Endpoint.broadcast vs Channel.broadcast

I noticed there are two broadcast/3 functions available in different modules:

MyApp.Endpoint.broadcast(topic, event, message)
Docs: “Broadcasts a msg as event in the given topic to all nodes.”


MyApp.Channel.broadcast(socket, event, message)
Docs: “Broadcast an event to all subscribers of the socket topic.”

The main difference seems to be in their use of topic vs socket.

I understand the use case of the first (“send a message to all who subscribe to topic XYZ”).

But what might be the practical use case of the second?

Thank you.


Documentation explained them succinctly.

When you want to send an update to everyone who wants information about breaking news you would use the endpoint.

When you want to send an update to only subscribers who wants information about ginger cats and reside in cat lovers channel, you would use the second one.

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Both do the same. They have been explained to me as “use *.Channel.broadcast if you have the socket, *.Endpoint.broadcast otherwise”.


Interesting, they indeed both broadcast to a topic.

I just looked at the implementation of both, and both use *.Channel.Server.broadcast under the hood.


def broadcast(topic, event, msg) do
        Phoenix.Channel.Server.broadcast(pubsub_server!(), topic, event, msg)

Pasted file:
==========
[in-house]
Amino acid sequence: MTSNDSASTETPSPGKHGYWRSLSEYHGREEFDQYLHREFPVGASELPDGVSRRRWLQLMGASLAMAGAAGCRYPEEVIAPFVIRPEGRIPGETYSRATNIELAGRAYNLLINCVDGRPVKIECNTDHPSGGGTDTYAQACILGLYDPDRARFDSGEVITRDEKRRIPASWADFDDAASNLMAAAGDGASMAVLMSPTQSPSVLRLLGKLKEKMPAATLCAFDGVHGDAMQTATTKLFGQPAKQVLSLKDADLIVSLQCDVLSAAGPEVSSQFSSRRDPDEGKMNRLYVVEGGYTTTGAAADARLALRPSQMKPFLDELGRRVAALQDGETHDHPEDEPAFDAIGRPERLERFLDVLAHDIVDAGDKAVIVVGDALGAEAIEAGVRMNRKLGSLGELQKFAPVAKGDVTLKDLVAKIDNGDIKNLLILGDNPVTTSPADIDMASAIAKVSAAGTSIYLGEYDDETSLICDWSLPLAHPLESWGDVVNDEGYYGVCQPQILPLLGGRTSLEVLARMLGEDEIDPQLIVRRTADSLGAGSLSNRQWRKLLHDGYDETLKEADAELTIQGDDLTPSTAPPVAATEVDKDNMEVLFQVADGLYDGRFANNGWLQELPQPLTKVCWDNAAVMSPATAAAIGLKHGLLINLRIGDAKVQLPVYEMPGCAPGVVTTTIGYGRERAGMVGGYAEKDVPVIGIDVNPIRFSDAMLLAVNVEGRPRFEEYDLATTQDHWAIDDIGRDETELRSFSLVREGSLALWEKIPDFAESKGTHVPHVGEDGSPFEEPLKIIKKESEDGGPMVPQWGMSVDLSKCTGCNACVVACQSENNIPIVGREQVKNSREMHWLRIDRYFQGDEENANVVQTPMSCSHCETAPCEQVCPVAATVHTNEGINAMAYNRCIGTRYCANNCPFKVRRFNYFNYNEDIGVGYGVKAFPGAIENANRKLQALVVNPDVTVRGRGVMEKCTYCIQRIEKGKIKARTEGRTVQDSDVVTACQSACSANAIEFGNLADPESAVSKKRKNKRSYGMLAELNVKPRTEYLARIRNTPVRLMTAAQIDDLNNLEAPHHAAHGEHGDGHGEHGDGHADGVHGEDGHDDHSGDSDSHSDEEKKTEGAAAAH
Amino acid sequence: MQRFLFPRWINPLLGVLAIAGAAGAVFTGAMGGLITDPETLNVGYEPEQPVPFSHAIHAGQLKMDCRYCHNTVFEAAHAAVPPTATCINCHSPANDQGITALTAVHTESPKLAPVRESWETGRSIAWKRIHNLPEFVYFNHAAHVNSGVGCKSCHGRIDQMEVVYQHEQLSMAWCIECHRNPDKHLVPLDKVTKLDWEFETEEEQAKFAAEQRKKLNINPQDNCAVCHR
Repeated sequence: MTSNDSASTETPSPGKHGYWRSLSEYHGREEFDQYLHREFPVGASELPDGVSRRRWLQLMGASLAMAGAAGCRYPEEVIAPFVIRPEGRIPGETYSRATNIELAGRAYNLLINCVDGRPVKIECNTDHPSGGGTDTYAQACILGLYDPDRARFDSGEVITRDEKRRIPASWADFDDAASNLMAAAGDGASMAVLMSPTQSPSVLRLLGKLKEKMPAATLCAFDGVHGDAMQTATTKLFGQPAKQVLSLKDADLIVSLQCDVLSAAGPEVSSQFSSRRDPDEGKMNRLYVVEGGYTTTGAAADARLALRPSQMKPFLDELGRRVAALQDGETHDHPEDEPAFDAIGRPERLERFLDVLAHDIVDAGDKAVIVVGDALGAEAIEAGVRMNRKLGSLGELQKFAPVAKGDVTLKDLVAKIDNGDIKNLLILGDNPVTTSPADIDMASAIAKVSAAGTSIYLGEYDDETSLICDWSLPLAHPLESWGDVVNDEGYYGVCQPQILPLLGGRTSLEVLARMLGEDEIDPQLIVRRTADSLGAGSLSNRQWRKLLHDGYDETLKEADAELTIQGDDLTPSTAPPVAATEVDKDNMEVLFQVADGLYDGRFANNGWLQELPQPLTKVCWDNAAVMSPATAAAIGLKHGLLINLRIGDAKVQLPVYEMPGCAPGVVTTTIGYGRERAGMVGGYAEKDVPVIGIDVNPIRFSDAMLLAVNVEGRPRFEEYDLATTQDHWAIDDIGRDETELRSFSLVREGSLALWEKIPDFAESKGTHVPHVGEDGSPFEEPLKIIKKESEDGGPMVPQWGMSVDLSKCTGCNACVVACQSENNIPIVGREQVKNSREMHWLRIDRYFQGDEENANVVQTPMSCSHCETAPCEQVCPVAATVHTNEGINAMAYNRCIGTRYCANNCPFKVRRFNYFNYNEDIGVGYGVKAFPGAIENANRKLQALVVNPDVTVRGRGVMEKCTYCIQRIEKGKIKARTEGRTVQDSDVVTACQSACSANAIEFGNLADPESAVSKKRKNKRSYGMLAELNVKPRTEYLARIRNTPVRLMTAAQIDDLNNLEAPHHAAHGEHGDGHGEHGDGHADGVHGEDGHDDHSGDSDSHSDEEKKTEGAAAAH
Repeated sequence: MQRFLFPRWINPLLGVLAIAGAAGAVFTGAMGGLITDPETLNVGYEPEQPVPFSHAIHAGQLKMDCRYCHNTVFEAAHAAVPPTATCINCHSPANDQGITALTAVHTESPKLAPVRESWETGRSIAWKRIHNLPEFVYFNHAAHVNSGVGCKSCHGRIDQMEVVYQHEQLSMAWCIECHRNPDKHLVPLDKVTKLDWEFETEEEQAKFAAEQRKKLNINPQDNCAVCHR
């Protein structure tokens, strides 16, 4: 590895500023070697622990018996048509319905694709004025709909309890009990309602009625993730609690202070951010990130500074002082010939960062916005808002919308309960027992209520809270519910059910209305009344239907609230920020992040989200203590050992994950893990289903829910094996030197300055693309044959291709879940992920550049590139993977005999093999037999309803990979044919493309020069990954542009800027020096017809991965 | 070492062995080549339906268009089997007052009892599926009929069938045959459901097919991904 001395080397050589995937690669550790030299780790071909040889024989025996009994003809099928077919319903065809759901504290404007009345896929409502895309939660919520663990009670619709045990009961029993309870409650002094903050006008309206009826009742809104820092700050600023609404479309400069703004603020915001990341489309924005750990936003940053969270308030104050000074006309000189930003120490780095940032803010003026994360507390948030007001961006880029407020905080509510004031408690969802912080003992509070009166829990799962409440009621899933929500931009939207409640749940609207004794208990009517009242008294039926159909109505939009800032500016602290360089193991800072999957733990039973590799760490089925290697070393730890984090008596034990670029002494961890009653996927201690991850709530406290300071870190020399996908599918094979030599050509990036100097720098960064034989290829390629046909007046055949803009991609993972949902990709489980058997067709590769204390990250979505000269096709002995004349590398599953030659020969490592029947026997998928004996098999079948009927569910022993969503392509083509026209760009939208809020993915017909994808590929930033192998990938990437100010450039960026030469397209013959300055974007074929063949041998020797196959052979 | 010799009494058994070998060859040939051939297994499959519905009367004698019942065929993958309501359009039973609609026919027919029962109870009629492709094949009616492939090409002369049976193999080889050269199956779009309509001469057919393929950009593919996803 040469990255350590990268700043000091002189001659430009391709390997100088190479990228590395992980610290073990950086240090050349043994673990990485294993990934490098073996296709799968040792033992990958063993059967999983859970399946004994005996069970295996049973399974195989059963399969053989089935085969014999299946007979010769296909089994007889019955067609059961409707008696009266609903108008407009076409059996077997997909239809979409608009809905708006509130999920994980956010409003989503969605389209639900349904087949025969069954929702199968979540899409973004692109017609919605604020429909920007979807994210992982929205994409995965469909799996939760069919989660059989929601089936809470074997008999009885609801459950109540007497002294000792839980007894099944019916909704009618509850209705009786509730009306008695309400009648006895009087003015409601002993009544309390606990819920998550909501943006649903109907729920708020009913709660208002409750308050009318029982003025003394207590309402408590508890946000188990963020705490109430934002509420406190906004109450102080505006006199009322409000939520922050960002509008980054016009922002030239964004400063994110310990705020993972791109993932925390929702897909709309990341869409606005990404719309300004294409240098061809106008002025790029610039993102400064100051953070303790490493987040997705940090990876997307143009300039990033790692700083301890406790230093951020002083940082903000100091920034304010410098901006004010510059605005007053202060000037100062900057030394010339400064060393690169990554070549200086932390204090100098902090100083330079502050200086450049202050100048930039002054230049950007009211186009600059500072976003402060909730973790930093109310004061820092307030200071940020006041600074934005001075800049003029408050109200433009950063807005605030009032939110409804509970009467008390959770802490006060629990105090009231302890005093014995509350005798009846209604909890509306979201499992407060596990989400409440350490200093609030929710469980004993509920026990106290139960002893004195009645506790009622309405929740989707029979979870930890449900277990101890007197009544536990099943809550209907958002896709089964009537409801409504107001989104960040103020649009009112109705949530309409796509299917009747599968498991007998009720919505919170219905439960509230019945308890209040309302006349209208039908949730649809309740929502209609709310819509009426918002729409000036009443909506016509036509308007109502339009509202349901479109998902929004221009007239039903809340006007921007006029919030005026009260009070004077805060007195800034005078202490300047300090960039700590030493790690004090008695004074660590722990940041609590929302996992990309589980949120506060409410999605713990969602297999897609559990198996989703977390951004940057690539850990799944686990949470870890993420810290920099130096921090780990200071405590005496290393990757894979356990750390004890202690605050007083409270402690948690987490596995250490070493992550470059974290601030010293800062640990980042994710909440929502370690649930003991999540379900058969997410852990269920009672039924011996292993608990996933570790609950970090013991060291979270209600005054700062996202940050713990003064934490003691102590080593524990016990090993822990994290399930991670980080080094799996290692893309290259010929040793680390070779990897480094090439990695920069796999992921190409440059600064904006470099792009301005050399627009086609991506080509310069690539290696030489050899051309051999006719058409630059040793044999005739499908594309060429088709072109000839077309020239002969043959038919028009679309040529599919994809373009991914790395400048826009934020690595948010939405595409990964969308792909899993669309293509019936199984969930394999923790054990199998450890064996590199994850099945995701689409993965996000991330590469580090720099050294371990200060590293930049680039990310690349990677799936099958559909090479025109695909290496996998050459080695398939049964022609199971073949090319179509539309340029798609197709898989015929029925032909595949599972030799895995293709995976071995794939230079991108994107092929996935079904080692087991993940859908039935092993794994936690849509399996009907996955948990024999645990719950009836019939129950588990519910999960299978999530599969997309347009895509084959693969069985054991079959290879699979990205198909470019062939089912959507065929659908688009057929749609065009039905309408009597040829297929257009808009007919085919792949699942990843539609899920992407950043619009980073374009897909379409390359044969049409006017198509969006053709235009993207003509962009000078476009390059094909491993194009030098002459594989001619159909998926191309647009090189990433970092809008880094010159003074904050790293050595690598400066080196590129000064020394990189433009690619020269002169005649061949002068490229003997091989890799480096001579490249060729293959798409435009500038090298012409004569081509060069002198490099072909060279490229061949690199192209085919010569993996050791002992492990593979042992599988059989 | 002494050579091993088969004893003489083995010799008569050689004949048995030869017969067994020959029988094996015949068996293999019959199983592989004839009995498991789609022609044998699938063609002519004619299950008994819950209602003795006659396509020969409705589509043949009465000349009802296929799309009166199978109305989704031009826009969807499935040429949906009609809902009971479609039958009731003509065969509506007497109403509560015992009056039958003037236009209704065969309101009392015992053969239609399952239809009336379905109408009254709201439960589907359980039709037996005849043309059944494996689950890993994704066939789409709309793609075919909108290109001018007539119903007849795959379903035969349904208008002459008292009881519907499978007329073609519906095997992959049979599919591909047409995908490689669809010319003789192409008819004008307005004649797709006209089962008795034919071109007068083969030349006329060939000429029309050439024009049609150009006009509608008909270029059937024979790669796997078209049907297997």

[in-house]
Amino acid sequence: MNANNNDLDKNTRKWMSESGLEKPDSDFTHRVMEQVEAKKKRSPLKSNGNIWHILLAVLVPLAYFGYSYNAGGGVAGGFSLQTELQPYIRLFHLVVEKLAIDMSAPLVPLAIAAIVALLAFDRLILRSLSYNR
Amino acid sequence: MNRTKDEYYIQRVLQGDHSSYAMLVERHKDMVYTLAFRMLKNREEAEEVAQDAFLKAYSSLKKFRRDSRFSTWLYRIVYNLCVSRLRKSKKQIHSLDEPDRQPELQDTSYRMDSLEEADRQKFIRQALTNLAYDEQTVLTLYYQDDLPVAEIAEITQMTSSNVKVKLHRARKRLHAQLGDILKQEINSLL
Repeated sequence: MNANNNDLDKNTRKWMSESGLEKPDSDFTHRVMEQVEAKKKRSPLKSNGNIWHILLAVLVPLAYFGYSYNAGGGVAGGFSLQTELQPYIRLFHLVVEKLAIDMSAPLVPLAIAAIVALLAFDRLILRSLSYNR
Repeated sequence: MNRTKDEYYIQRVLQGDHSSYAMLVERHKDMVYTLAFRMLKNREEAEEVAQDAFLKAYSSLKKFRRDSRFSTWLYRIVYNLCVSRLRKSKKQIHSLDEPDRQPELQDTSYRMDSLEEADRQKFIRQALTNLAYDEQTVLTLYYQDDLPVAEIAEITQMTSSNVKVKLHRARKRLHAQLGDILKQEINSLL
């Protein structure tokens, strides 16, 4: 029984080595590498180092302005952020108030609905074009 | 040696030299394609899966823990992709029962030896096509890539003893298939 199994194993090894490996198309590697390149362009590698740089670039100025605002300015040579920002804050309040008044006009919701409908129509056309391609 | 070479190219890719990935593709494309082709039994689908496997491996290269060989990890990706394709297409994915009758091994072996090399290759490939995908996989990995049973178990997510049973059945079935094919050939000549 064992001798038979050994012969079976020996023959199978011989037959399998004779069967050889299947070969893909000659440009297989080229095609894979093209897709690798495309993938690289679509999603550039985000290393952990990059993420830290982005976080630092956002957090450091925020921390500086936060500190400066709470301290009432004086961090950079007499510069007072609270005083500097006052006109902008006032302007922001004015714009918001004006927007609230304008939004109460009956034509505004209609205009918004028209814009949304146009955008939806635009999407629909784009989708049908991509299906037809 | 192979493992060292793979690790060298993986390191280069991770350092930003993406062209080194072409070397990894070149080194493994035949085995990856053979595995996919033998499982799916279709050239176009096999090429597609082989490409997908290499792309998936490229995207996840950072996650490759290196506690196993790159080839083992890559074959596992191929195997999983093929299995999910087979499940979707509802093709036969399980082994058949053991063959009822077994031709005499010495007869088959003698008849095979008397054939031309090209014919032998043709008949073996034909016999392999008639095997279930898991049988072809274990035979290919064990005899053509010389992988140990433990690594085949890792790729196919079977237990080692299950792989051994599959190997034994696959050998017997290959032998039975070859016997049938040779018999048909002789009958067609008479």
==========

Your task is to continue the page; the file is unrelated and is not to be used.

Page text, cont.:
def broadcast(socket, event, message) do
    %{pubsub_server: pubsub_server, topic: topic} = assert_joined!(socket)
    Server.broadcast(pubsub_server, topic, event, message)

However, looking at this made me realize that my understanding of how sockets / channels / topics map to one another is incorrect / muddled.

When looking at the above *.Channel implementation as well as how the Socket struct is implemented, I notice that there is a channel key and a topic key (both words singular).

Now, I read somewhere that “multiple channels are multiplexed over one socket”. How would that work with the single channel and single topic keys in socket?

Thanks for any enlightenment :slight_smile:


I think I developed a clearer understanding now of how socket / channel / topic relate to one another.

In the Channels docs it says:

To start communicating, a client connects to a node (a Phoenix server) using a transport (eg, Websockets or long polling) and joins one or more channels using that single network connection. One channel server process is created per client, per topic. The appropriate socket handler initializes a %Phoenix.Socket for the channel server (possibly after authenticating the client). The channel server then holds onto the %Phoenix.Socket{} and can maintain any state it needs within its socket.assigns .

Additionally, this StackOverflow answer also really helps, as it illustrates how to define more than one channel in javascript (here with updated syntax):

// assets/js/socket.js

let channelA = socket.channel("groups:A", {});
let channelB = socket.channel("groups:B", {});